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That's what I thought. Both legs fail at the same time?
Problem is, I don't have the shop set-up or any of the special tools.
I'll start with the fork oil, and see how that checks out.

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post #5 of 21 (permalink) Old 09-22-2014, 03:34 PM
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By what I get from your description, since the forks are bouncing, it should be a rebound damping issue.
The spring does it's work but the oil isn't hydraulically controlled to eliminate that bouncing effect.
The compression damping valve is irrelevant I believe.

So it is mandatory for you to take them apart and start looking at the bottom of the inner rebound hydraulic tube (#18) and it's pointy valves on the fork's bottom.



On this part (18) the outer tube has sealing agents with the inner tube and between itself and the fork's inner tube. Check those as well.


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post #6 of 21 (permalink) Old 09-22-2014, 04:59 PM
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At a minimum, you could pull the fork off, up end them to prevent oil loss, and remove the compression valve assembly at the base of the forks to inspect the compression valving.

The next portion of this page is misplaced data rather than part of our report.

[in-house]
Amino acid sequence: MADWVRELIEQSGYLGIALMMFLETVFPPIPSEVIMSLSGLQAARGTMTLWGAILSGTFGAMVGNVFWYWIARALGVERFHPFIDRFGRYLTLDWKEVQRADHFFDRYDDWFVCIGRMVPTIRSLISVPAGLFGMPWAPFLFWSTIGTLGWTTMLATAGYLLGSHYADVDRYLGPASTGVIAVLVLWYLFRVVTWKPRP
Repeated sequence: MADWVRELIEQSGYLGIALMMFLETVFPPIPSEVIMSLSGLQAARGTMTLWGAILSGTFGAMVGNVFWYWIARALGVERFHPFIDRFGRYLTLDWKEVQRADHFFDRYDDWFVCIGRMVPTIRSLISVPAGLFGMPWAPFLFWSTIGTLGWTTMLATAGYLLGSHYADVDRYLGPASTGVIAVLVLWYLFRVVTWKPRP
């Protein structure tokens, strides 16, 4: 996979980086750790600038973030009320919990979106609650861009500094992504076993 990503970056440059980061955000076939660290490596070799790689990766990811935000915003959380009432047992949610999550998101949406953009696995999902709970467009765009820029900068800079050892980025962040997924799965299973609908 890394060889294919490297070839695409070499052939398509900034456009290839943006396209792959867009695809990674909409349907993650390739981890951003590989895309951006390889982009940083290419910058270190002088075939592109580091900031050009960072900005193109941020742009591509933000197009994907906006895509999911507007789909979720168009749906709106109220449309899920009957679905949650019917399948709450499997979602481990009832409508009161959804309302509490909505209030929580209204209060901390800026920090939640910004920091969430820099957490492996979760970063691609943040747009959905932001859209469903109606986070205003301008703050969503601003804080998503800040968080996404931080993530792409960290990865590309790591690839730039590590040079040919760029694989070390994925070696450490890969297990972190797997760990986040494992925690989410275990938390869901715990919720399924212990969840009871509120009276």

Beyond that, will require pulling the internals to inspect.

Is your fork action that of insufficient compression damping, where the forks dive excessively under braking or cornering, or are they rebounding too quick?
Neither is a safe condition, but I was curious which action was being affected.

Low speed damping is via a needle valve, while high-speed damping is the shim stack.
If the nut that secures the rebound or compression valve stack loosened and backed out (or completely off) on one or both forks, then you'd have pretty much a greatly reduced or total loss of dampening on the affected circuit (not good ).
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post #7 of 21 (permalink) Old 09-22-2014, 07:27 PM Thread Starter
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The rebound adjusters work as they should. When I close them up, I can shove the front down about 50mm and it takes a couple seconds for the rebound to let the fork legs extend back up. The normal setting for my rebound is right about 8 or 9 clicks out. At that setting, it returns to normal height as it should. Bottom line, rebound and adjusters seem to be working.